More Gut Bucket Soul from Sharon Jones and the Dap Kings

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This review was originally published at antiquiet.com.  You can read it in its original form here.

Sharon Jones & the Dap Kings – Give the People What They Want

It’s odd to think of an act as retro-minded as Sharon Jones & The Dap-Kings as evolving, but that’s exactly what this band has been doing over the past 10 years. Their first album was a collection of screamin’ soul booty shakers, heavy on groove but light on songs. Fast forward to 2010’s I Learned The Hard Way, and this band is writing songs that stand head and shoulders with the source material they so joyously make their own. Give The People What They Want is a worthy addition to possibly the strongest catalog of modern day soul today, a record that boasts a sharper songwriting acumen and continuously inventive arrangements. They may not be pushing boundaries but what they do they do damn well, and when it comes to making music that hits the gut and the hips, that’s what matters most.

Stranger To My Happiness may be the best distillation yet of what this group does right.  Opening with a swaying horn riff countered with a walking single note guitar line, the way is cleared for Sharon’s barn burning vocals. The delivery is what sets Sharon apart from her many counterparts. Stranger To My Happiness isn’t an outpouring of love or wallowing in despair, extremes that lesser singers happily mine for oversinging. This song instead inhabits the messy middle that makes up life. When she declares she’s the stranger, it’s neither joy nor sorrow, it’s resolve, determination, and acceptance, the nuances of the performance turning what could have been an exercise in woe-is-me drudgery into a hesitant yet joyous rumination on being uncomfortable with happiness.

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Elsewhere, Retreat! is a possibly tongue-in-cheek stomp warding off suitors while We Get Along is half love song, half political call to harmonious arms backed by a slinky back beat. You’ll Be Lonely brings the brass section, twisting from a jazzy solo turn to Beatles-esque fanfare to Muscle Shoals strut. Long Time, Wrong Time sounds like it could be Motown returning the favor and covering Creedence Clearwater Revival, which is as glorious and convoluted as it might sound.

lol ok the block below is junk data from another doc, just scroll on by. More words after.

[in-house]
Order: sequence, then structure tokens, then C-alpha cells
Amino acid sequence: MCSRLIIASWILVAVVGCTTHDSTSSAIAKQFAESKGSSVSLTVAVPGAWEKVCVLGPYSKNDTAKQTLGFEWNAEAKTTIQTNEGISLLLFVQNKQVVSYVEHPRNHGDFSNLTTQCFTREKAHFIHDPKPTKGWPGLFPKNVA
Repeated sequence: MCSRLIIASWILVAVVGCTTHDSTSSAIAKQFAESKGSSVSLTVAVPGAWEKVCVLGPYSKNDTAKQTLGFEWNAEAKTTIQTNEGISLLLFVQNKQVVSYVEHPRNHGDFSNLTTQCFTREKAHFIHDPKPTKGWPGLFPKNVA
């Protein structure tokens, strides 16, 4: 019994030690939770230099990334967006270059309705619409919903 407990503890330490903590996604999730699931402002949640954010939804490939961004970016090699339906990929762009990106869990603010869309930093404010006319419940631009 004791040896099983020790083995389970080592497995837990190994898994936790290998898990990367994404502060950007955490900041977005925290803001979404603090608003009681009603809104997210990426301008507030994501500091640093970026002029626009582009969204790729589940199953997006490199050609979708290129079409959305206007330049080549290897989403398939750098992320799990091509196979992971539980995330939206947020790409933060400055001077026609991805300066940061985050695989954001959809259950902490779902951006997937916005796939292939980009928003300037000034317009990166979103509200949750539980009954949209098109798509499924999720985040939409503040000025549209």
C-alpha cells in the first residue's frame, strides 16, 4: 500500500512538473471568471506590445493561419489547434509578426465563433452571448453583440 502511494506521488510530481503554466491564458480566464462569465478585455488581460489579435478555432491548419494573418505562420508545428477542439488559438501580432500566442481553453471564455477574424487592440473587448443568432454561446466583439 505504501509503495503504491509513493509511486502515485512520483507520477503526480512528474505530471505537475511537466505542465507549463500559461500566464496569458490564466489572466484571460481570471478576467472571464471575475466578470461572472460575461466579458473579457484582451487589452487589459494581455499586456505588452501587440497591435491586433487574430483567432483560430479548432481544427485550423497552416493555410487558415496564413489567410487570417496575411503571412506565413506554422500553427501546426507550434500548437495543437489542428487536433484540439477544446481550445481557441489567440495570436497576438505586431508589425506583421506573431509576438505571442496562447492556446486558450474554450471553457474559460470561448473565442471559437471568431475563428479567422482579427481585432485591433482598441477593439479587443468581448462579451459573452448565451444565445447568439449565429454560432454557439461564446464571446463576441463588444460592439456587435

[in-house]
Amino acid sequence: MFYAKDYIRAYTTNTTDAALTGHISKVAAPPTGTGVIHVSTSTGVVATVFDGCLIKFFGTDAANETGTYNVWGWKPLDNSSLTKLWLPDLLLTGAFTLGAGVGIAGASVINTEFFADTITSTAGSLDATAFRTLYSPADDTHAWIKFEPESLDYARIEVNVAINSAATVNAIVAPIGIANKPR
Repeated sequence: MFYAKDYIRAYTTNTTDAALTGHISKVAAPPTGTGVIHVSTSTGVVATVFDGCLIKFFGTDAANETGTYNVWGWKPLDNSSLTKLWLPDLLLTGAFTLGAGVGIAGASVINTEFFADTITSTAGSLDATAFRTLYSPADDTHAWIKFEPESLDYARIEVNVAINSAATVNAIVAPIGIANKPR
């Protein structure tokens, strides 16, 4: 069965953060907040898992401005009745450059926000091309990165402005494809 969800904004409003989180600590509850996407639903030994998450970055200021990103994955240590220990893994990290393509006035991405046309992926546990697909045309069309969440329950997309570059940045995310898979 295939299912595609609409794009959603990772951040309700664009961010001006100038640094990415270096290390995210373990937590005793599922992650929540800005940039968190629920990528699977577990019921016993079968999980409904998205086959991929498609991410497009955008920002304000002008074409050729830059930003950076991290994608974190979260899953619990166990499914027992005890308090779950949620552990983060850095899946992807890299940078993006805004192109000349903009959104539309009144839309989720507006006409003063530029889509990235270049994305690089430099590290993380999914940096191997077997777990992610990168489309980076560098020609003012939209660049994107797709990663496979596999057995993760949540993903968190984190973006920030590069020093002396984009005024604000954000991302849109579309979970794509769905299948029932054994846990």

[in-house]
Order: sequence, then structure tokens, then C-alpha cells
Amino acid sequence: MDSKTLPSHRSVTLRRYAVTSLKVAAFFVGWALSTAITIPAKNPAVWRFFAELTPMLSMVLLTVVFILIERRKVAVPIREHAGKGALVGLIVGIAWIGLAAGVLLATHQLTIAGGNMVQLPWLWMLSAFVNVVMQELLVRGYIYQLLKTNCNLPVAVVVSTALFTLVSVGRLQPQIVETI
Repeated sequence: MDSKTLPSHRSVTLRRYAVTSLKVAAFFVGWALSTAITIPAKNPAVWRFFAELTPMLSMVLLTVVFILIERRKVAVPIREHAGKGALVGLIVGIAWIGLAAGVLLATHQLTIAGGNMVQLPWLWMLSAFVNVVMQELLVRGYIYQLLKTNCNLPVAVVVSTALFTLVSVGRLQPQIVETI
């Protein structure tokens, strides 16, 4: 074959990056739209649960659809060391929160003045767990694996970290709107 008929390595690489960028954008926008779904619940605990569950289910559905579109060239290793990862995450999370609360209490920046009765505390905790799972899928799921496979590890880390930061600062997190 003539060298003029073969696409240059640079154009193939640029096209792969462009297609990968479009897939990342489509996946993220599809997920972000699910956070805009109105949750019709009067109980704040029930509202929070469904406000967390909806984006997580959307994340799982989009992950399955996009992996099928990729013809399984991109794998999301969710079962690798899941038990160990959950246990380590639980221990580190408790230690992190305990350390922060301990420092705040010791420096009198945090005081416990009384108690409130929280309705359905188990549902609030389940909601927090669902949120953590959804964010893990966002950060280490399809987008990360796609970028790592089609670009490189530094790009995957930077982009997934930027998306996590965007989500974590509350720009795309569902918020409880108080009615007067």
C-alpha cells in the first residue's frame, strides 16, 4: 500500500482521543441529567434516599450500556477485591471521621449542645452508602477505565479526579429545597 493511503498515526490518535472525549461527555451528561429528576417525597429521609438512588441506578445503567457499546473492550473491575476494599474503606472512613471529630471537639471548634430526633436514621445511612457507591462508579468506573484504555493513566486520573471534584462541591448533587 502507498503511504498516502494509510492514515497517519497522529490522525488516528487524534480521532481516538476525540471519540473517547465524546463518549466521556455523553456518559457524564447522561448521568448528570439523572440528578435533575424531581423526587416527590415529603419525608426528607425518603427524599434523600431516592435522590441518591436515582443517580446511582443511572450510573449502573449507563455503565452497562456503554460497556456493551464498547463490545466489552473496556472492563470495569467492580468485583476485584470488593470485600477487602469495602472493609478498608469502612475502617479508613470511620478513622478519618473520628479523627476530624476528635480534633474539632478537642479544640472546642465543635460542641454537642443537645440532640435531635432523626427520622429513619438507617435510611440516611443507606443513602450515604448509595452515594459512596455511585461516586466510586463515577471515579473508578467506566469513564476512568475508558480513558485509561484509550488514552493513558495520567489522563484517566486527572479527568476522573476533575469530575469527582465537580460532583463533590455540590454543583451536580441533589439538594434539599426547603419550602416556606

Ironically though, the song that anchors Give The People What They Want is People Don’t Get What They Deserve. Especially poignant after Sharon’s cancer diagnosis (and the triumphant battle that delayed the record’s release) the track is a silky screed, balancing incisive acrimony with an indelible xylophone melody. Sharon attacks the song with her usual gusto, pushing over platitudes and describing the “man who was born with a fortune / a hard day’s work he’s never known.” The real star here though (and the secret weapon of much of the album) is the Dapettes providing harmony.  The backup singers respond to Sharon’s every line as they chide, goad, and swoon before hitting the chorus where they lay down the hammer of the law with menacing authority. “People! Don’t. Get. What. They. Deserve!”

It’s hard not to see that in the context of her own health issues. But she’s persevered, and though the record was written before such hardship, it’s easy to see the personality in the songs that made that possible. At the core of great soul music is that sense of fortitude and resilience. That even at our lowest, there’s a communal catharsis around the corner for those that don’t give in. The music of Sharon Jones & The Dap-Kings can feel tied to a certain time and sound, but the core of what they make is timeless. As long as the sounds they make still move people, there’s going to be a place for this kind of music.

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